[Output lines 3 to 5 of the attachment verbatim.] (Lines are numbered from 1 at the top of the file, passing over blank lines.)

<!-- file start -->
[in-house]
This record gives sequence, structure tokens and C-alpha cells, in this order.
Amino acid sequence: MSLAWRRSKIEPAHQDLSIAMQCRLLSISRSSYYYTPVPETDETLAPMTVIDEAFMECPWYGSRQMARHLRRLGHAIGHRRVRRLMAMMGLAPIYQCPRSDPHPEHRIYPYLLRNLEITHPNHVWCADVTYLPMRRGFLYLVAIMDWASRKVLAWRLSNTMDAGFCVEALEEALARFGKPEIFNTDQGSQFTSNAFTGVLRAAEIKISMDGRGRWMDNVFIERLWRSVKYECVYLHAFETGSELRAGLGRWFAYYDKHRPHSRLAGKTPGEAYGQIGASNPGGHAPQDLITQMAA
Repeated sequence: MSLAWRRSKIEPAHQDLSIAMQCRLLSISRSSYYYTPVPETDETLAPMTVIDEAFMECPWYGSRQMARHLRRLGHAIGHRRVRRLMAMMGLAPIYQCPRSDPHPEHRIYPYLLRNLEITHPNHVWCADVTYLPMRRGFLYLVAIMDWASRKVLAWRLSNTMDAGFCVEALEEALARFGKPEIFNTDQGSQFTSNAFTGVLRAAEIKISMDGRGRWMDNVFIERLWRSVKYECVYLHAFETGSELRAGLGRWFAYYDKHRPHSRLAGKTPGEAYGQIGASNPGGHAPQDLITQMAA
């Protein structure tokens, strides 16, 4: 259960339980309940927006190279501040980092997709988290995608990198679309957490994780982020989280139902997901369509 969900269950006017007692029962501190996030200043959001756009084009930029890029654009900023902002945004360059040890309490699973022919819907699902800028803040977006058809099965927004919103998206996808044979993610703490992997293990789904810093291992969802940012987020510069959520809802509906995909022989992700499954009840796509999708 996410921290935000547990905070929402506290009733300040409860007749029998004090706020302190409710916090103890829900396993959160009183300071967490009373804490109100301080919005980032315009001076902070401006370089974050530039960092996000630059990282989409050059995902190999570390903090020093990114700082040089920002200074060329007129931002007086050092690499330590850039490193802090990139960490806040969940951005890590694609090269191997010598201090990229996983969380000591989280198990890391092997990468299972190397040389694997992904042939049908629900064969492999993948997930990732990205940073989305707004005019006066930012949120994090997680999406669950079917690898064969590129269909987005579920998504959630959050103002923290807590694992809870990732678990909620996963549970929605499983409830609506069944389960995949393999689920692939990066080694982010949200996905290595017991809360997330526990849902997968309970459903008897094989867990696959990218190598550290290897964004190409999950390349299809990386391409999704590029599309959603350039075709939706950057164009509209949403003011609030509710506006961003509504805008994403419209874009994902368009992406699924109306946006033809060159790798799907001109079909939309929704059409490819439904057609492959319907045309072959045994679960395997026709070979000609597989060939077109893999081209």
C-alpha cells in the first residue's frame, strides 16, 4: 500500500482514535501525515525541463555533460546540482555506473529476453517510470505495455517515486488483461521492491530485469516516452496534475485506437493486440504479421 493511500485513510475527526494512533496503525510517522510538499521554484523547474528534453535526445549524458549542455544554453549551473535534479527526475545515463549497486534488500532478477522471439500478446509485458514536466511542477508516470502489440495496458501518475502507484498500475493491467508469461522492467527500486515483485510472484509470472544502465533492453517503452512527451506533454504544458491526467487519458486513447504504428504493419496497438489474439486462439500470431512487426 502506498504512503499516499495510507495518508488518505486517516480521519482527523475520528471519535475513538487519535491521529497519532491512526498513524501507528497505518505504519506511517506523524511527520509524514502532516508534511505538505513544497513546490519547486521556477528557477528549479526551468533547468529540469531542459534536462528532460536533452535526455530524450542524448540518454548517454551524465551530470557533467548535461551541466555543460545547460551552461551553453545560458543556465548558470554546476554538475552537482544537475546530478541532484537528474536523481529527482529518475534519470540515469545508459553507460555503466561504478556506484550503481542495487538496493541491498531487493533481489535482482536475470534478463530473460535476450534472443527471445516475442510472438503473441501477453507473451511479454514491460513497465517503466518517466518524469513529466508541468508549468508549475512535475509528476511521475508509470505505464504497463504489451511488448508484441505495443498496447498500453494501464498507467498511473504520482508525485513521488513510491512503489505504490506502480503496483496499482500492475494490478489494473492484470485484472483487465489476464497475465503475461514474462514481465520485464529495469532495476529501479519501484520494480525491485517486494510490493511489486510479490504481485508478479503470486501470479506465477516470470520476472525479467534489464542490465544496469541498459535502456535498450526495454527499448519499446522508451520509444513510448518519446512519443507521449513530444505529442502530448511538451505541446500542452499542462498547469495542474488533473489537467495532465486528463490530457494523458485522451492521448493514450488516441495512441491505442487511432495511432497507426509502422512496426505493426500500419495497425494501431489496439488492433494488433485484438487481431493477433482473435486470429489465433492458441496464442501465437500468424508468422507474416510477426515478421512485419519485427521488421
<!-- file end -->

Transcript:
Amino acid sequence: MSLAWRRSKIEPAHQDLSIAMQCRLLSISRSSYYYTPVPETDETLAPMTVIDEAFMECPWYGSRQMARHLRRLGHAIGHRRVRRLMAMMGLAPIYQCPRSDPHPEHRIYPYLLRNLEITHPNHVWCADVTYLPMRRGFLYLVAIMDWASRKVLAWRLSNTMDAGFCVEALEEALARFGKPEIFNTDQGSQFTSNAFTGVLRAAEIKISMDGRGRWMDNVFIERLWRSVKYECVYLHAFETGSELRAGLGRWFAYYDKHRPHSRLAGKTPGEAYGQIGASNPGGHAPQDLITQMAA
Repeated sequence: MSLAWRRSKIEPAHQDLSIAMQCRLLSISRSSYYYTPVPETDETLAPMTVIDEAFMECPWYGSRQMARHLRRLGHAIGHRRVRRLMAMMGLAPIYQCPRSDPHPEHRIYPYLLRNLEITHPNHVWCADVTYLPMRRGFLYLVAIMDWASRKVLAWRLSNTMDAGFCVEALEEALARFGKPEIFNTDQGSQFTSNAFTGVLRAAEIKISMDGRGRWMDNVFIERLWRSVKYECVYLHAFETGSELRAGLGRWFAYYDKHRPHSRLAGKTPGEAYGQIGASNPGGHAPQDLITQMAA
């Protein structure tokens, strides 16, 4: 259960339980309940927006190279501040980092997709988290995608990198679309957490994780982020989280139902997901369509 969900269950006017007692029962501190996030200043959001756009084009930029890029654009900023902002945004360059040890309490699973022919819907699902800028803040977006058809099965927004919103998206996808044979993610703490992997293990789904810093291992969802940012987020510069959520809802509906995909022989992700499954009840796509999708 996410921290935000547990905070929402506290009733300040409860007749029998004090706020302190409710916090103890829900396993959160009183300071967490009373804490109100301080919005980032315009001076902070401006370089974050530039960092996000630059990282989409050059995902190999570390903090020093990114700082040089920002200074060329007129931002007086050092690499330590850039490193802090990139960490806040969940951005890590694609090269191997010598201090990229996983969380000591989280198990890391092997990468299972190397040389694997992904042939049908629900064969492999993948997930990732990205940073989305707004005019006066930012949120994090997680999406669950079917690898064969590129269909987005579920998504959630959050103002923290807590694992809870990732678990909620996963549970929605499983409830609506069944389960995949393999689920692939990066080694982010949200996905290595017991809360997330526990849902997968309970459903008897094989867990696959990218190598550290290897964004190409999950390349299809990386391409999704590029599309959603350039075709939706950057164009509209949403003011609030509710506006961003509504805008994403419209874009994902368009992406699924109306946006033809060159790798799907001109079909939309929704059409490819439904057609492959319907045309072959045994679960395997026709070979000609597989060939077109893999081209």